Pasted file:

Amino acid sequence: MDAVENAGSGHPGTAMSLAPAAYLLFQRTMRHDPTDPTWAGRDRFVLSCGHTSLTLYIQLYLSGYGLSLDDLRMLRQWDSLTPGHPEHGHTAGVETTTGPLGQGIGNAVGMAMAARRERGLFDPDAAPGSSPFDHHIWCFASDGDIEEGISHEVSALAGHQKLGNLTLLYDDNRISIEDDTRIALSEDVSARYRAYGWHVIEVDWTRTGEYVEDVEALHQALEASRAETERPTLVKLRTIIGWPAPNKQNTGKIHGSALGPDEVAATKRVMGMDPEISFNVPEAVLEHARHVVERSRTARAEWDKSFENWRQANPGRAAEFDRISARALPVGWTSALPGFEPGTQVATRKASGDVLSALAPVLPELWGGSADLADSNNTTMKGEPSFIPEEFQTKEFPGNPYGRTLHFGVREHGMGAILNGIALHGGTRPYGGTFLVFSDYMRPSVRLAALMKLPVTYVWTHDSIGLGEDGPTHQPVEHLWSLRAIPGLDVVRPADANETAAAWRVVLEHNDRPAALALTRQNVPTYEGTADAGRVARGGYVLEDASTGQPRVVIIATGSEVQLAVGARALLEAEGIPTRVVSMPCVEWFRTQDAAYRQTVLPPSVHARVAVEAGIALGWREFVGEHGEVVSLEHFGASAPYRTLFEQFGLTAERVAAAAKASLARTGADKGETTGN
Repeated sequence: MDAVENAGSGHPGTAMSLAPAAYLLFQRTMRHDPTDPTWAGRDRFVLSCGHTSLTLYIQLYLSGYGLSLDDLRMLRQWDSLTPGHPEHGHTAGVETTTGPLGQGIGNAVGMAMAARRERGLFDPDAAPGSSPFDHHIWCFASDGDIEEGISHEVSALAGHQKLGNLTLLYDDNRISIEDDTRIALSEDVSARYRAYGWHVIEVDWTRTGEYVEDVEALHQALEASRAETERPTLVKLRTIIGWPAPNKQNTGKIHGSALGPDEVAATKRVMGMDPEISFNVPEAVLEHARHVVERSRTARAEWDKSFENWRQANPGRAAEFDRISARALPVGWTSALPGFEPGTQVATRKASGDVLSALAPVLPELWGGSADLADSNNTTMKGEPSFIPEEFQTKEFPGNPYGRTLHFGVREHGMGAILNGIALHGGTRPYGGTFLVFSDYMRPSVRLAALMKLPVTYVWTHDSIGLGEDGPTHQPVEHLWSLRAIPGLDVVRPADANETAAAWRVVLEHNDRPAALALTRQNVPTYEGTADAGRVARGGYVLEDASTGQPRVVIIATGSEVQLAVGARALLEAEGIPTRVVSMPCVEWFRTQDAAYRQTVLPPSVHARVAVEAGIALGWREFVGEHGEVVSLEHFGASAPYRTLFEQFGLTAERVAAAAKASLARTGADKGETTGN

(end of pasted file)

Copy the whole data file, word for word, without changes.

Amino acid sequence: MDAVENAGSGHPGTAMSLAPAAYLLFQRTMRHDPTDPTWAGRDRFVLSCGHTSLTLYIQLYLSGYGLSLDDLRMLRQWDSLTPGHPEHGHTAGVETTTGPLGQGIGNAVGMAMAARRERGLFDPDAAPGSSPFDHHIWCFASDGDIEEGISHEVSALAGHQKLGNLTLLYDDNRISIEDDTRIALSEDVSARYRAYGWHVIEVDWTRTGEYVEDVEALHQALEASRAETERPTLVKLRTIIGWPAPNKQNTGKIHGSALGPDEVAATKRVMGMDPEISFNVPEAVLEHARHVVERSRTARAEWDKSFENWRQANPGRAAEFDRISARALPVGWTSALPGFEPGTQVATRKASGDVLSALAPVLPELWGGSADLADSNNTTMKGEPSFIPEEFQTKEFPGNPYGRTLHFGVREHGMGAILNGIALHGGTRPYGGTFLVFSDYMRPSVRLAALMKLPVTYVWTHDSIGLGEDGPTHQPVEHLWSLRAIPGLDVVRPADANETAAAWRVVLEHNDRPAALALTRQNVPTYEGTADAGRVARGGYVLEDASTGQPRVVIIATGSEVQLAVGARALLEAEGIPTRVVSMPCVEWFRTQDAAYRQTVLPPSVHARVAVEAGIALGWREFVGEHGEVVSLEHFGASAPYRTLFEQFGLTAERVAAAAKASLARTGADKGETTGN
Repeated sequence: MDAVENAGSGHPGTAMSLAPAAYLLFQRTMRHDPTDPTWAGRDRFVLSCGHTSLTLYIQLYLSGYGLSLDDLRMLRQWDSLTPGHPEHGHTAGVETTTGPLGQGIGNAVGMAMAARRERGLFDPDAAPGSSPFDHHIWCFASDGDIEEGISHEVSALAGHQKLGNLTLLYDDNRISIEDDTRIALSEDVSARYRAYGWHVIEVDWTRTGEYVEDVEALHQALEASRAETERPTLVKLRTIIGWPAPNKQNTGKIHGSALGPDEVAATKRVMGMDPEISFNVPEAVLEHARHVVERSRTARAEWDKSFENWRQANPGRAAEFDRISARALPVGWTSALPGFEPGTQVATRKASGDVLSALAPVLPELWGGSADLADSNNTTMKGEPSFIPEEFQTKEFPGNPYGRTLHFGVREHGMGAILNGIALHGGTRPYGGTFLVFSDYMRPSVRLAALMKLPVTYVWTHDSIGLGEDGPTHQPVEHLWSLRAIPGLDVVRPADANETAAAWRVVLEHNDRPAALALTRQNVPTYEGTADAGRVARGGYVLEDASTGQPRVVIIATGSEVQLAVGARALLEAEGIPTRVVSMPCVEWFRTQDAAYRQTVLPPSVHARVAVEAGIALGWREFVGEHGEVVSLEHFGASAPYRTLFEQFGLTAERVAAAAKASLARTGADKGETTGN